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California Child Care Providers Secure Largest Pay Increase in State History

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A group of small children sit around a table in a child care center. Two are playing a game with colorful, plastic toys and another one is drawing on a piece of paper, with the help of an adult instructor who is sitting next to her and is wearing a face mask.
Yolanda Thomas works on an art project with the children at her day care at her home in Pittsburg on Dec. 14, 2022.  (Beth LaBerge/KQED)

California’s struggling child care providers will be getting the largest pay increase in state history as well as an ongoing overhaul of the reimbursement rate under the tentative agreement hammered out Friday evening between the state and Child Care Providers United, a union that represents 40,000 home child care providers across the state.

“Today child care providers have made history by standing together, strong and united, to demand the pay we are worth and the quality child care California’s children deserve,” said Nancy Harvey, an Oakland child care provider and member of the CCPU bargaining team in a release. “We forged an agreement through 2025 that will deliver the largest increase in pay in the history of the state and set us on the path to finally be reimbursed for the full cost of providing care.”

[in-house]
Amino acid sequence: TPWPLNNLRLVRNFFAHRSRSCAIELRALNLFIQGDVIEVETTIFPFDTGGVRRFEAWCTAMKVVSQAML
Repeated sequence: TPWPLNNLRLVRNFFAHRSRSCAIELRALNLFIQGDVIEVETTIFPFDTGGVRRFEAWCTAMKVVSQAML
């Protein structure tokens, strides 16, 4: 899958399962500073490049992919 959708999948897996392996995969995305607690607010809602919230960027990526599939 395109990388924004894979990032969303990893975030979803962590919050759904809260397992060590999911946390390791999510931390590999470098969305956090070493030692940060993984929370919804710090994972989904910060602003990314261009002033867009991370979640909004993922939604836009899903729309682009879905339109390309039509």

The union negotiated its first contract, which is set to expire at the end of June, with the state in 2021, in an attempt to win better pay and benefits for the historically underpaid workforce. Those efforts have finally come to fruition, union officials said.

Key elements of the contract include $600 million in rate increases over two years, although exact percentages have yet to be released. The agreement also includes $80 million in retirement funding, $100 million in healthcare funding and a commitment towards an overhaul of the outdated rate system.

Child care providers are hailing this as a milestone for a long-underpaid workforce dominated by women of color.

“Our new contract creates greater certainty for California providers which will allow us to retain talent and attract new talent to the field,” said Harvey, “ultimately giving families more opportunities to receive the high quality care they can expect from their neighborhood family child care providers.”

Current rates for subsidized child care are obsolete, many experts say, pegged to 2016 costs. This has put great financial pressure on child care providers, a sector already strained by the pandemic. California pays some child care providers as little as a quarter of what the service costs (PDF), research suggests.


Family fees will be also capped at 1 percent of family income, under the recent state budget agreement. Child care costs squeeze families hard, often costing more than a quarter of household income on average, according to a new report. This is concerning given that the U.S. Department of Health and Human Services (HHS) considers child care “affordable” when it costs families no more than 7% of their household income.